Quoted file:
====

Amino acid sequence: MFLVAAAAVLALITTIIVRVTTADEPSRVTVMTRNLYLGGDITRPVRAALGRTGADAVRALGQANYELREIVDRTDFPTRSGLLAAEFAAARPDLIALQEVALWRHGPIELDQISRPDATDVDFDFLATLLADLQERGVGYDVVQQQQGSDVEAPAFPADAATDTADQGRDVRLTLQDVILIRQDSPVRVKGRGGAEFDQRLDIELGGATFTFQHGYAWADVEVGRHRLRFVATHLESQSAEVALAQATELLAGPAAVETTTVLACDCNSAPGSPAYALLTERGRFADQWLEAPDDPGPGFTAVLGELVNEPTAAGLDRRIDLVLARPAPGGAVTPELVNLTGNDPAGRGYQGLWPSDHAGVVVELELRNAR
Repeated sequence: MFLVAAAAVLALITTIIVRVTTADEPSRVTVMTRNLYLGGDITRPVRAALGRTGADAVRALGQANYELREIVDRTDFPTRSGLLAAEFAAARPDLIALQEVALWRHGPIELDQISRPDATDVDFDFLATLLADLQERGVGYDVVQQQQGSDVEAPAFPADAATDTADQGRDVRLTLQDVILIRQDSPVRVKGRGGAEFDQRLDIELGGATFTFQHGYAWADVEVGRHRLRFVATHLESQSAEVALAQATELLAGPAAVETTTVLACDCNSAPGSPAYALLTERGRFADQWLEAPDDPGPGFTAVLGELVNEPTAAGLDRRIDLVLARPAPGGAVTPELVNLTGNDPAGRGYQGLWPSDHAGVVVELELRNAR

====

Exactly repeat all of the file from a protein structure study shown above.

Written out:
Amino acid sequence: MFLVAAAAVLALITTIIVRVTTADEPSRVTVMTRNLYLGGDITRPVRAALGRTGADAVRALGQANYELREIVDRTDFPTRSGLLAAEFAAARPDLIALQEVALWRHGPIELDQISRPDATDVDFDFLATLLADLQERGVGYDVVQQQQGSDVEAPAFPADAATDTADQGRDVRLTLQDVILIRQDSPVRVKGRGGAEFDQRLDIELGGATFTFQHGYAWADVEVGRHRLRFVATHLESQSAEVALAQATELLAGPAAVETTTVLACDCNSAPGSPAYALLTERGRFADQWLEAPDDPGPGFTAVLGELVNEPTAAGLDRRIDLVLARPAPGGAVTPELVNLTGNDPAGRGYQGLWPSDHAGVVVELELRNAR
Repeated sequence: MFLVAAAAVLALITTIIVRVTTADEPSRVTVMTRNLYLGGDITRPVRAALGRTGADAVRALGQANYELREIVDRTDFPTRSGLLAAEFAAARPDLIALQEVALWRHGPIELDQISRPDATDVDFDFLATLLADLQERGVGYDVVQQQQGSDVEAPAFPADAATDTADQGRDVRLTLQDVILIRQDSPVRVKGRGGAEFDQRLDIELGGATFTFQHGYAWADVEVGRHRLRFVATHLESQSAEVALAQATELLAGPAAVETTTVLACDCNSAPGSPAYALLTERGRFADQWLEAPDDPGPGFTAVLGELVNEPTAAGLDRRIDLVLARPAPGGAVTPELVNLTGNDPAGRGYQGLWPSDHAGVVVELELRNAR